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Thursday, October 18, 2018

Half the suezmaxes already built/being built in this decade

Johan G. Olsen has issued its suezmax fleet list, which includes the employment of the ships and the charterer. These tankers do not really live up to their name as only on average 5-10 are passing through the Suez Canal per month, which is actually less than the number of VLCCs. The publication lists 322 existing ships (including 16 OBOs) and 80 newbuildings on order. Oil majors or state-owned companies own 82 existing and 25 orderbook ships and in addition they control 60 tankers which are on charter to 2006 and beyond. This means that independent owners own 75% of the suezmax fleet, but only control 56% of it. The independent owners have 55 suezmaxes on order of which 9 are fixed for 2006 and beyond.

The four oil majors, BPAmoco, ChevronTexaco, ExxonMobil and Shell, have a total fleet of 14 suezmaxes, plus 6 on period charter until 2006 or later. BP has 14 suezmaxes on order, 10 from Samsung and 4 from Tsuneishi.

The biggest suezmax owner is Frontline with 25 suezmaxes, including 8 OBOS. The 2nd biggest suezmax operator is General Maritime with 19 suezmaxes. Sovcomflot has 12 suezmaxes and 12 on order. In addition there are 19 owners with 5-12 tankers each, totalling 135 ships plus 26 newbuildings. The 5 owners with 10 tankers or more have a 25% market share and the 22 owners with 5 tankers or more have a 35% market share. The remaining 131 suezmaxes are split between some 68 owners.

The average age of the suezmax fleet is 9.2 years; 4% were built in the 1970s, 11% in the 1980s, 36% in the 1990s, and 49% in this decade including the orderbook. 71% of the suezmax fleet is double hulled, 8% have double bottom or sides which means that only 21% is single hulled. When the suezmax fleet built 1982 and earlier is removed at the end of 2005, the double hull share will be 80%.

Looking at the phase-out of suezmaxes, 14 of the trading ships have already been barred from the US (except dedicated lightering areas and LOOP) according to OPA 90. The EU denied access to 14 as from 21 October 2003. Only 4 are due for phase-out this year and 14 next year according to MARPOL, with another 10 suezmaxes due for phase-out 2006-2009. The 28 suezmaxes totalling 4 m dwt due for phase-out before 2010 should be seen against the orderbook of some 80 ships of 12 m dwt.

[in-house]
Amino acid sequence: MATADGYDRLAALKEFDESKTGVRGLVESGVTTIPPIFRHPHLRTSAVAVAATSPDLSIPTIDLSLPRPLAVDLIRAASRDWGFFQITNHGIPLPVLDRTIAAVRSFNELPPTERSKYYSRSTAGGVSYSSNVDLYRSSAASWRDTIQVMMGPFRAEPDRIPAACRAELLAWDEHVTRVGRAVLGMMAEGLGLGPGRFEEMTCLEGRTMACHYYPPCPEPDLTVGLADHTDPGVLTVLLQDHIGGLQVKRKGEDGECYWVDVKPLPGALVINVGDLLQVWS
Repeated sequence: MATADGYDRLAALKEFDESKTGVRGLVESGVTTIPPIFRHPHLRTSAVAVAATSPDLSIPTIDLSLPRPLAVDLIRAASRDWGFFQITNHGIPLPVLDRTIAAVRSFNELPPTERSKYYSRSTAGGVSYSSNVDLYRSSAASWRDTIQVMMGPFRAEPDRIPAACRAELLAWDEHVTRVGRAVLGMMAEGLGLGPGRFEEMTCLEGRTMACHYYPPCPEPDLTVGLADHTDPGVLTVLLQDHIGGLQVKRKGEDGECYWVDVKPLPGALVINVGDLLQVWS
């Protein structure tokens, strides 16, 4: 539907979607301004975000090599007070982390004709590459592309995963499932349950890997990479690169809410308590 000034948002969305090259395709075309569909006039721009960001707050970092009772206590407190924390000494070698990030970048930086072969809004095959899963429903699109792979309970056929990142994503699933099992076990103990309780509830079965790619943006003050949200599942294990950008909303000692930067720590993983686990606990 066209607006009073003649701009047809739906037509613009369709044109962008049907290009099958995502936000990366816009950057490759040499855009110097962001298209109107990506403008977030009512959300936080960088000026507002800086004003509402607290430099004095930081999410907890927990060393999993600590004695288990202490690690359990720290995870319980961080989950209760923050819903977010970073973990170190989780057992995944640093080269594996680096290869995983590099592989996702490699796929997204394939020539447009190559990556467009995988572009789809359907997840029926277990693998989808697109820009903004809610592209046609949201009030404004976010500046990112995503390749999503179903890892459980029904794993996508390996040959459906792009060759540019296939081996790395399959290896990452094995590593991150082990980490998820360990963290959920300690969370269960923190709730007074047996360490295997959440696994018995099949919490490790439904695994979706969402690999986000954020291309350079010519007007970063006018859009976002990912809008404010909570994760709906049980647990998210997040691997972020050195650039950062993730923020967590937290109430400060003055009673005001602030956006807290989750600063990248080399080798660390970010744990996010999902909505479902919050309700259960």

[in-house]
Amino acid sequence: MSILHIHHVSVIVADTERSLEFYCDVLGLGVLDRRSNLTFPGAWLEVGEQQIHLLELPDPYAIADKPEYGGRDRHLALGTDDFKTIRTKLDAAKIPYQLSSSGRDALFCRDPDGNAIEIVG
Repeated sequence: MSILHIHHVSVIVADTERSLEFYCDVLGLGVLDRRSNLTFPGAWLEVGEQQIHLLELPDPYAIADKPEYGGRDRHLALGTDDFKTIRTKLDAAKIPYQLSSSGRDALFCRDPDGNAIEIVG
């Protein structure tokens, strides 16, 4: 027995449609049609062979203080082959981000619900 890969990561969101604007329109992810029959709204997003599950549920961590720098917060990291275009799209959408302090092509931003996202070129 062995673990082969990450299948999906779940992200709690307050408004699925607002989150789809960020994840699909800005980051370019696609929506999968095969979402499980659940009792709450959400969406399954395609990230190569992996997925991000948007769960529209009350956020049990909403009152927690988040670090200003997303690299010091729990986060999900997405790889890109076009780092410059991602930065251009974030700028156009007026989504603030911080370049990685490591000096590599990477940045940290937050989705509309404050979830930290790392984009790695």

We have recorded 14 suezmax period contracts of 6 months and longer since March 2003 and the typical rate has been some USD 22,000-24,000 per day. The average period was two years. Petrobras has been the most active period charterer taking four suezmaxes for 2-3 year contracts over the last year.

The positive factors for suezmaxes:

  • Increasing Russian oil exports from the Black Sea. FSU oil production increased by almost one million barrels per day in 2003 to 10.3 mbd and IEA project a further 0.7 mbd in 2004 to 11 mbd.
  • Increasing US crude oil imports. According to DOE/EIA, the US crude oil imports 2003 of 9.5 mbd were some 7% higher than in 2002 and the highest ever for this period - the previous record being 9.2 mbd in 2001.
  • Increasing Chinese crude oil imports. China increased consumption by 0.54 mbd in 2003 and production is projected to continue to increase by 0.58 mbd in 2004. Its domestic production is virtually flat.
  • Relatively low US commercial crude oil stocks and the building up of strategic stocks

Negative aspects for suezmaxes are:

  • There are only 28 suezmaxes due for regulatory phase-out before 2010 and the orderbook is some 80 ships.
  • Limited US refinery capacity may mean that the increasing US oil imports to a greater extent will be met by products imports.

Contact: Erik Ranheim